We are all going through this life and everything that happens is completely relative. However, so much of our experience is relatable. There is this illusion that we are the only ones dealing with whatever struggle comes our way, though through personal experience I have concluded this couldn’t be further from the truth.
It’s been an internal battle, a fight against opening up and closing out. Balancing my insecurities with opportunity. I have always been the one to keep people at arm’s length. Maintaining distance was my only defense. I’m a lover, an empath to the core. I attach myself to emotions and feelings so jumping in completely is a very uncomfortable idea.
With my here-and-gone-again lifestyle, I find pain in goodbyes. However, what I have realized in my most recent ephemeral connections is the beauty in leaving and returning. The silver lining in giving yourself wholly and completely—even if it means vulnerability—is the pay off of only the happiest of hugs and the kindest of words.
Whether it be in relationships or in my writing, vulnerability has been the birth place of every positive outcome. Opening up to another has brought so much love, belonging, joy and empathy to my life. Countless people have told me their deepest and darkest secrets. I used to ask why, why did people tell me what they wouldn’t even tell their mom? There is comfort in the connection. So much of our life is surface level. How many conversations can you have about the weather? Have we lost touch with the beauty in each breakdown? The reality in our fears?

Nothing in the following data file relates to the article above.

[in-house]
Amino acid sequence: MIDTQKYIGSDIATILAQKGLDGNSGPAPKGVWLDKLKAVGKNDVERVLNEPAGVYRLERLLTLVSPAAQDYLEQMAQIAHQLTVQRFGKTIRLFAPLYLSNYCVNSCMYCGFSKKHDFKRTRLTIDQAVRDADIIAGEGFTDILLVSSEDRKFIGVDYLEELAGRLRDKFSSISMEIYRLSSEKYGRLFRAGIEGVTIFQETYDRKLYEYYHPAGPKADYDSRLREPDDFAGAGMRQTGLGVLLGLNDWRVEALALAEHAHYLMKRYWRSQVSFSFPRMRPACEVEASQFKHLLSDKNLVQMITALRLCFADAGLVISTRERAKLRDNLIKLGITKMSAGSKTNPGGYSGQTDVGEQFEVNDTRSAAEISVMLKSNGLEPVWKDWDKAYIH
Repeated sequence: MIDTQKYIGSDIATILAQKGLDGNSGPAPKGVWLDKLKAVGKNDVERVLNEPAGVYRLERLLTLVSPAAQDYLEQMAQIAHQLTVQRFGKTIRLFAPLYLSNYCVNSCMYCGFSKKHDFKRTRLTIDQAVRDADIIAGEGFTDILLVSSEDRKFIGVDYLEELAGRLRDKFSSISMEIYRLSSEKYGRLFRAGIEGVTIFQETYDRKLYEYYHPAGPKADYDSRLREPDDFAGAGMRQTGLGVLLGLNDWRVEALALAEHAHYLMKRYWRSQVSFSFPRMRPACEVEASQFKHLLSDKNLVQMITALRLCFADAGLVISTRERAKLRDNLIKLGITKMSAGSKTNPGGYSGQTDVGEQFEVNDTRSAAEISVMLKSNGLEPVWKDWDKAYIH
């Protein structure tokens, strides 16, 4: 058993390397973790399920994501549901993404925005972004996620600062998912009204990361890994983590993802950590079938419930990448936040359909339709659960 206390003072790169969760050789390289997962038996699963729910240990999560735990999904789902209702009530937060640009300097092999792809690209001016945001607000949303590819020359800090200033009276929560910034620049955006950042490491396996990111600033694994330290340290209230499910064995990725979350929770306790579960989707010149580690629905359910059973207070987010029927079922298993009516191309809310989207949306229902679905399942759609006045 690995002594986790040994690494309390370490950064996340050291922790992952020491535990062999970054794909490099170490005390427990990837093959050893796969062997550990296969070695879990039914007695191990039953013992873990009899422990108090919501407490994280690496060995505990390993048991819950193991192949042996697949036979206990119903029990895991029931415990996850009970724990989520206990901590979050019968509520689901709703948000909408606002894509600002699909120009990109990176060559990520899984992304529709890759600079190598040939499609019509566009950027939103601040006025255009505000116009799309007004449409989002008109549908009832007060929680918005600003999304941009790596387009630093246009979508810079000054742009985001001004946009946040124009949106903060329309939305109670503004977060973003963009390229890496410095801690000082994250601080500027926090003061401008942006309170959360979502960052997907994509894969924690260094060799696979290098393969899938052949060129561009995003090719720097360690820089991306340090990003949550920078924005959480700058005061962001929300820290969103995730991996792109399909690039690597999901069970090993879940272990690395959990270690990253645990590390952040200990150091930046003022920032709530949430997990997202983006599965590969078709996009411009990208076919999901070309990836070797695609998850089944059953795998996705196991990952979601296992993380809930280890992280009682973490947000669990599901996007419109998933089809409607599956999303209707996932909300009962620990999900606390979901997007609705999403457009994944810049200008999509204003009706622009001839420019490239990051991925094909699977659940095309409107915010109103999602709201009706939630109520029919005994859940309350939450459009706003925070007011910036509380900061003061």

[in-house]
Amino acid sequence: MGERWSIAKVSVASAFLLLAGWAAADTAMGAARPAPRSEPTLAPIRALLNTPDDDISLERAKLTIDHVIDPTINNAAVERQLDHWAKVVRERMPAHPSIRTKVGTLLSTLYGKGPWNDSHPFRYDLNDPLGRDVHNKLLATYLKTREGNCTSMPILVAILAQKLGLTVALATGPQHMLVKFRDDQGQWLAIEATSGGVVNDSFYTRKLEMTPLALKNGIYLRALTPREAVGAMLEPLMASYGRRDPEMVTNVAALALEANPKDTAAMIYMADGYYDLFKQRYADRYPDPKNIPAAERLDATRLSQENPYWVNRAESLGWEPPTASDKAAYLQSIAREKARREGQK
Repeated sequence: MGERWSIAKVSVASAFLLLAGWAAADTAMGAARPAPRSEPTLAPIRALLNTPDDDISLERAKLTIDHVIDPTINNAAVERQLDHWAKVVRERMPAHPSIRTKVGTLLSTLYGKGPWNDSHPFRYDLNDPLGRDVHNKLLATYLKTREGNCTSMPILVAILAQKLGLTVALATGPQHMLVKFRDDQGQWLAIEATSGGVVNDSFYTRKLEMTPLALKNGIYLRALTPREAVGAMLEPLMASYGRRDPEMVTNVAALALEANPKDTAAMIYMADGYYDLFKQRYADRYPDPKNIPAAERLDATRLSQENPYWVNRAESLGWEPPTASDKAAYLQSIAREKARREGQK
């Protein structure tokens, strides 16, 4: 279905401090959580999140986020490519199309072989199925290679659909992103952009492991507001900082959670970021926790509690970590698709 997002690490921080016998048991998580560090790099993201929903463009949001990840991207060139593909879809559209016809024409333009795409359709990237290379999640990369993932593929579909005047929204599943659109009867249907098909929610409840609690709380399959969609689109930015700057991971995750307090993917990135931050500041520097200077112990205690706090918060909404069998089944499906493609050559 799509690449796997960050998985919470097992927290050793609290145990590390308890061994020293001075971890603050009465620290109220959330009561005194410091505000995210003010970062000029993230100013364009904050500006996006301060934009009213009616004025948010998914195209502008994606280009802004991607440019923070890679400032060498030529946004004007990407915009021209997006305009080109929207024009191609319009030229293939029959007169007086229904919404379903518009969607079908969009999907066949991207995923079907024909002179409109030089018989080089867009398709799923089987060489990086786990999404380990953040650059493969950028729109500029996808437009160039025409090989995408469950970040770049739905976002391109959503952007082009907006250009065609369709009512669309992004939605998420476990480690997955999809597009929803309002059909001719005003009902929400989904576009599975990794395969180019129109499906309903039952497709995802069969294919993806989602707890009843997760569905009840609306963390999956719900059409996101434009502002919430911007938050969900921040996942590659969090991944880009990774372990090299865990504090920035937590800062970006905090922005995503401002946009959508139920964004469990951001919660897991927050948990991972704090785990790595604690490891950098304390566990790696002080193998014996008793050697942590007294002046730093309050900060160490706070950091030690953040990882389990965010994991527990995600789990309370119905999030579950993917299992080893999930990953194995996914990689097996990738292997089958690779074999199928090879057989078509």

Let us talk. Let us love. Let us be open.
The snow is beautiful, but what about your dreams? What holds you back? What put you here? Where do we go when it’s over? What does it mean to love? What do you want from life? How are you going to get it? Start a real conversation, one that goes deeper than the “he-said-she-said.” Find the connection in the uncertainty, the beauty in vulnerability. By doing so you will allow yourself to step in to another life, another perspective, and with it creativity will flow. Innovation, new ideas, new life will be born and growth will find it’s way.
Open up. Let your heart shine with no worries of what’s to come. Be in this moment, feel these feelings, be with the fear, listen to what it tells you. Give yourself away, completely. As Dr. Suess once said “Be who you are and say what you feel, because those who mind don’t matter and those who matter don’t mind.”
Lay it all out on the table, if they don’t run away, then they were meant to stay.
When Frank got up to walk away his glide was graceful and present. I asked what would be his one take away lesson—his response was this:
“Life is short. Give every thing you have to the ones you love. Give them your time, give them your patience, and give them your whole heart. At times it will scare the living shit out of you, at times it will hurt, but the risk means nothing against the reward.”
I never saw him again, but his words still ring true. To share weakness means to find strength. It is through our courage we find connection.
Let your whole self be seen, and in doing so you will set yourself free.
Author: Alyssa Johnson
Editor: Renée Picard
Photo: Tania Cataldo at Flickr